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UBC Theses and Dissertations

Channel geometry of mountain streams Day, Terence James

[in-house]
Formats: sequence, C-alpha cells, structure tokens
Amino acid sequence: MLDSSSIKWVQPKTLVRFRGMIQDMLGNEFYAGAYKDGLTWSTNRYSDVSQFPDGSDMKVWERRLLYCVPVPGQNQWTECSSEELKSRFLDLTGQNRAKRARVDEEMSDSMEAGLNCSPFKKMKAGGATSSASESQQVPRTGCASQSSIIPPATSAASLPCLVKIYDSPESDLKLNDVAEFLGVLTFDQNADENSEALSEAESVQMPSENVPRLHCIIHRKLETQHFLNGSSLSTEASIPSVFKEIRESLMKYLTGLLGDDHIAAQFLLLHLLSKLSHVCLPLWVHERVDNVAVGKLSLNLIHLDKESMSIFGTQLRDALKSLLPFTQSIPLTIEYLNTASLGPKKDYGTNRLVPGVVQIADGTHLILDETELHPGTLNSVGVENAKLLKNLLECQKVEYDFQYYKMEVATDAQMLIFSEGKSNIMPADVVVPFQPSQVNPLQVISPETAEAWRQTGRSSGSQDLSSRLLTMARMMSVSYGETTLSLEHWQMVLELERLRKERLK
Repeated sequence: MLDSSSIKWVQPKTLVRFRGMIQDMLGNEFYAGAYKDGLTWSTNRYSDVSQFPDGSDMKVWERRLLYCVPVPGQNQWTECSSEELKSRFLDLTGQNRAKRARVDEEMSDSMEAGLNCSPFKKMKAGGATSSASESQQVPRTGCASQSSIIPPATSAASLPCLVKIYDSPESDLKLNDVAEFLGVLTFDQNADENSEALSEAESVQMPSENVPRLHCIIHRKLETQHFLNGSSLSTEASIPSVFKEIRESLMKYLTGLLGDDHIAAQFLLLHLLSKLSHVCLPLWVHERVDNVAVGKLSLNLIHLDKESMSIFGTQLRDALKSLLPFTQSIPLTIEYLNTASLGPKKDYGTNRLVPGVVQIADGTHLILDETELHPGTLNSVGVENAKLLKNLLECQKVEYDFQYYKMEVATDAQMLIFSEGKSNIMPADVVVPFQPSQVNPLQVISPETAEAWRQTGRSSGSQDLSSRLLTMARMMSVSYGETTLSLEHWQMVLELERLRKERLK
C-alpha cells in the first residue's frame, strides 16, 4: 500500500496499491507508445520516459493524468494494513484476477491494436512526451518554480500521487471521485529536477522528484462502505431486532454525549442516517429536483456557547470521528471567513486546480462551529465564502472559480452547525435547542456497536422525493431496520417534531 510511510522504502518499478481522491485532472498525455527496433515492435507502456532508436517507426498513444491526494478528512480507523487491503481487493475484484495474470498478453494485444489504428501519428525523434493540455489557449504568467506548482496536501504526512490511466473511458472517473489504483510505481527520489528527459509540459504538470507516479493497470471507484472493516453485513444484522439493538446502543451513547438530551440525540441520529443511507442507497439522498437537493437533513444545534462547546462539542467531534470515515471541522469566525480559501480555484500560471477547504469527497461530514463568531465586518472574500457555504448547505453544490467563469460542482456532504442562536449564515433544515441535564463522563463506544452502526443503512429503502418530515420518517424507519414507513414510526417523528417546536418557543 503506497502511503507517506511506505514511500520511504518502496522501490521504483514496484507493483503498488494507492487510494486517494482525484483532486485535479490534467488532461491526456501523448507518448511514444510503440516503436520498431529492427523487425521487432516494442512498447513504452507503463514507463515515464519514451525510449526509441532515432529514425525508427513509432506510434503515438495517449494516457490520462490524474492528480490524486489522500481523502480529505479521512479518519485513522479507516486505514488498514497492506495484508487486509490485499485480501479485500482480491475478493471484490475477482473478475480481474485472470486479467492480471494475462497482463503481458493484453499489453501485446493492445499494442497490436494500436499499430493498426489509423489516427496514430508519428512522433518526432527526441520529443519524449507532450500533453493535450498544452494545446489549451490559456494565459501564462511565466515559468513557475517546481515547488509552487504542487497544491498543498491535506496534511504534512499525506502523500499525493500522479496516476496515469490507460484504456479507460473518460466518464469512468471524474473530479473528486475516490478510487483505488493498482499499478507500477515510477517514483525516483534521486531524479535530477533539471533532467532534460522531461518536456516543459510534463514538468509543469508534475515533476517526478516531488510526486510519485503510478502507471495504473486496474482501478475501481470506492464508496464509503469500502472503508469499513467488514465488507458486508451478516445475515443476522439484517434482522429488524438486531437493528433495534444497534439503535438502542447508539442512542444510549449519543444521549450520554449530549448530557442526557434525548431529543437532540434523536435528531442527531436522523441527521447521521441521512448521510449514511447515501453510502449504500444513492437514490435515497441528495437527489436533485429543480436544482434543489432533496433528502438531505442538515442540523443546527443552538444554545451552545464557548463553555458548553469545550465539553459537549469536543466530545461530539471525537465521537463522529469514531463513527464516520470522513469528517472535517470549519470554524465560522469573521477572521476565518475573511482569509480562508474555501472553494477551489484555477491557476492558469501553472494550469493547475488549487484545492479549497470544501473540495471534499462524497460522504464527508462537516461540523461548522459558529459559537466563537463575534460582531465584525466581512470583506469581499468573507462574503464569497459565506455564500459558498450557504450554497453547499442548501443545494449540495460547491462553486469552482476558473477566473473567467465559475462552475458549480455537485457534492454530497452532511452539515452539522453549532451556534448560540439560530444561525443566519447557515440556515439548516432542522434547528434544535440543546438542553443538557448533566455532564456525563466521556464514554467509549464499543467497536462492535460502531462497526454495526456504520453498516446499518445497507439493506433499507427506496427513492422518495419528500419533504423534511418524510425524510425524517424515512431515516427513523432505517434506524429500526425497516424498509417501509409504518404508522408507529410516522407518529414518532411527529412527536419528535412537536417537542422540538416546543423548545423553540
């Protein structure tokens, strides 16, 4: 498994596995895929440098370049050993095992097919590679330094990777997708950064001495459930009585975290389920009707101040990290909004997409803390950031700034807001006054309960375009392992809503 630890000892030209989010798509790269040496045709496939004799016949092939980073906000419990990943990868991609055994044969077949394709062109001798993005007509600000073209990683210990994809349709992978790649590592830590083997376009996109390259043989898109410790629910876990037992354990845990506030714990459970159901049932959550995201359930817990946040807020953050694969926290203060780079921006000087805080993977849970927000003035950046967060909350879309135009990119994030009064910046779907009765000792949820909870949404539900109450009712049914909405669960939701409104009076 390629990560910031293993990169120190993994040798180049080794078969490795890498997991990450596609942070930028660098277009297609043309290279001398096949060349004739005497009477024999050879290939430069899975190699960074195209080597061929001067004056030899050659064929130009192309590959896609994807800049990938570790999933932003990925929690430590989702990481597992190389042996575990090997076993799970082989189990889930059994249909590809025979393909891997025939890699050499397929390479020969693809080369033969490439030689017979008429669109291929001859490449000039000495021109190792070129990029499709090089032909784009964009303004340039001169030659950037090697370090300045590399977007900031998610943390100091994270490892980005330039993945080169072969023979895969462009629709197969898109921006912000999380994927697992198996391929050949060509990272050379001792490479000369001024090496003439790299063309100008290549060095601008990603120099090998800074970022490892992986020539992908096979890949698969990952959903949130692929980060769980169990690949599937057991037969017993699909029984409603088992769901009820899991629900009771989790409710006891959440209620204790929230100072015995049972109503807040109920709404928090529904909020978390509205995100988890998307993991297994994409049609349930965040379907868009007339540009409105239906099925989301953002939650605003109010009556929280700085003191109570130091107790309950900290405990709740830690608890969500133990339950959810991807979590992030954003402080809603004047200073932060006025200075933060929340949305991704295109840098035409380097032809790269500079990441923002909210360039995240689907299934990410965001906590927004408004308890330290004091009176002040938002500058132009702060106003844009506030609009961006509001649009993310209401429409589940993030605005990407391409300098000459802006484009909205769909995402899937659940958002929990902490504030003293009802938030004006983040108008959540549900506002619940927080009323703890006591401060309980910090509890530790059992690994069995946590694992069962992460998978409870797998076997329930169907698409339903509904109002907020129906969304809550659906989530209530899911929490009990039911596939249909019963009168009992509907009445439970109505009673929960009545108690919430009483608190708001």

Channel networks in the glaciated mountain basins of Coastal and southern interior British Columbia (Ashnola River Basin) offer opportunities for morphometric studies relating the parameters of the flow area (A) - discharge (Q) relationship to readily available channel and basin parameters. Steady flow conditions in rough channels are approximated by equations of the form A = a[formula omitted]Q[formula omitted] . The parameters, a[formula omitted] and b[formula omitted], vary individually with each channel and are related to channel dimensions; a[formula omitted] = .94 W[formula omitted]·⁴⁷ and b[formula omitted] = .3 W[formula omitted]·¹⁷. These results are independent of climate and under normal conditions give excellent predictions of the Q-A relations for rough channels in both regions. The systematic variation of channel dimensions within a basin are related to drainage area:W[formula omitted] = 3.7 DA·[formula omitted] for coastal basins and W[formula omitted] = 1.3 DA[formula omitted] for Ashnola basins. The influence of climate is reflected in the constants, with areas of higher precipitation having larger constants. Drainage area can replace W[formula omitted]: a[formula omitted] = 1.74 DA[formula omitted] and b[formula omitted] = .37 DA[formula omitted]. These relations are applicable only within a climatically homogeneous region. In rough channels the Q-A relations are considered independent of slope, a result of energy dissipation through frequent hydraulic jumps. The hydromorphological equations developed here are valid only for rough channels where tumbling flow predominates.

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